Avoid PRISM: Change Your Browser

If you want to limit how much data the NSA collects, you could change your browser

News about PRISM has circled the world countless times over the past few weeks since Edward Snowden put the spotlight on the illegal spying done by the NSA.

When this information was revealed, there were also a lot of Internet companies based in the United States that had been marked as working with the NSA for several years and providing the intelligence agency with the ability to collect data straight from their servers.

While all these companies have denied any connection to the story, the people’s reaction was swift and many have already started moving from one service to another, just to avoid, for the most part, the ever-seeing eye of the US government.

Google, Apple, Microsoft were all on the list of companies tied to the NSA, so Chrome, Safari and Internet Explorer are not considered to be among the browsers that should be used by those who want to stay under the radar.

Mozilla Firefox remains on the list of trusted alternatives to the aforementioned browsers and it’s the best known name in the list.

Another alternative listed by Prism Break is Tor Browser Bundle, a program that enables users to anonymously browse through the Tor encrypted network.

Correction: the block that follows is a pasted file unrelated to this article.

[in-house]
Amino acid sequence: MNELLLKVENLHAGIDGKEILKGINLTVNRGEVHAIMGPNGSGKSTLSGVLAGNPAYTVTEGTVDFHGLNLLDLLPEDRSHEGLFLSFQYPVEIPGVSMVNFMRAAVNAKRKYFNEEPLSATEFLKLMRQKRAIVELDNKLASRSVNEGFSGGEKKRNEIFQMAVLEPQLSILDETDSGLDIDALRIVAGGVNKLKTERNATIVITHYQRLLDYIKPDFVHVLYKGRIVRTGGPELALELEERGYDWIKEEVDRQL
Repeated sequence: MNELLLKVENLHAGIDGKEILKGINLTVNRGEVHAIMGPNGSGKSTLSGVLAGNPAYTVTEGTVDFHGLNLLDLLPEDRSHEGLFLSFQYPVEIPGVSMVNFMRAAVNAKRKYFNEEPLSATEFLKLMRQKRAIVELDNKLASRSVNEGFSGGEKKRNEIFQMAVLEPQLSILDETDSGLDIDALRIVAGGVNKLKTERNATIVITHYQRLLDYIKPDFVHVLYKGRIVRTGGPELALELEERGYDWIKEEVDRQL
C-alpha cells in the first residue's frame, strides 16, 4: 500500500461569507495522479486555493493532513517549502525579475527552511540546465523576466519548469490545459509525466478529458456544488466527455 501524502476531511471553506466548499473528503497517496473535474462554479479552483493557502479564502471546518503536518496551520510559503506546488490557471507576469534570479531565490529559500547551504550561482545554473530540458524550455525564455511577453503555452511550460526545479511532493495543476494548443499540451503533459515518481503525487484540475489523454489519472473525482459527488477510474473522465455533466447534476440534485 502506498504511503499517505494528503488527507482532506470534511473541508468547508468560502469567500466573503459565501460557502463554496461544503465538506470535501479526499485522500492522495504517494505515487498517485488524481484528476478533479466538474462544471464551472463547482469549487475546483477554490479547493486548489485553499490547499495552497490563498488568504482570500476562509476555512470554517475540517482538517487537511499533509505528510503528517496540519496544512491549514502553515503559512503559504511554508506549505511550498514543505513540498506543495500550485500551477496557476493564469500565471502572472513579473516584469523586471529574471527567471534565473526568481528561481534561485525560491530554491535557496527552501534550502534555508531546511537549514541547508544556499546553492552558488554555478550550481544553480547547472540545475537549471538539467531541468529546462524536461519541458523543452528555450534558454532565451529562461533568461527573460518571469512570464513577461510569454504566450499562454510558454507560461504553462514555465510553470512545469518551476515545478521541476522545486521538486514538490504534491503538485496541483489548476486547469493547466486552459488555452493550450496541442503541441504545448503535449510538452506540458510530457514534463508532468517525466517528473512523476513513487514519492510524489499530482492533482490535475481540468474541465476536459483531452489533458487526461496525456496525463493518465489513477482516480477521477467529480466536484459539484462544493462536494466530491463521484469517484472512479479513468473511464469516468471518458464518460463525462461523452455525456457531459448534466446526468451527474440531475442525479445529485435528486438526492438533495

GNUzilla IceCat is the GNU version of Firefox, a browser that blocks cookies and thus limits your exposure to PRISM.

Another thing you can do to increase your privacy control is install various add-ons. For instance, Adblock Edge blocks advertisements on the web. Disconnect is also helpful since it stops third-party sites from tracking you.

NoScript helps users enable JavaScript, Java and Flash only for sites that are placed on a trust-list and thus prevents exploitation of security vulnerabilities.

Another add-on, called HTTPS Everywhere helps users encrypt all communications from thousands of websites and thus making your browsing more secure.

Keep in mind, however, that while these actions could protect you from PRISM, there are also other means for the NSA to get their hands on your data.

Hot right now  ·  Latest news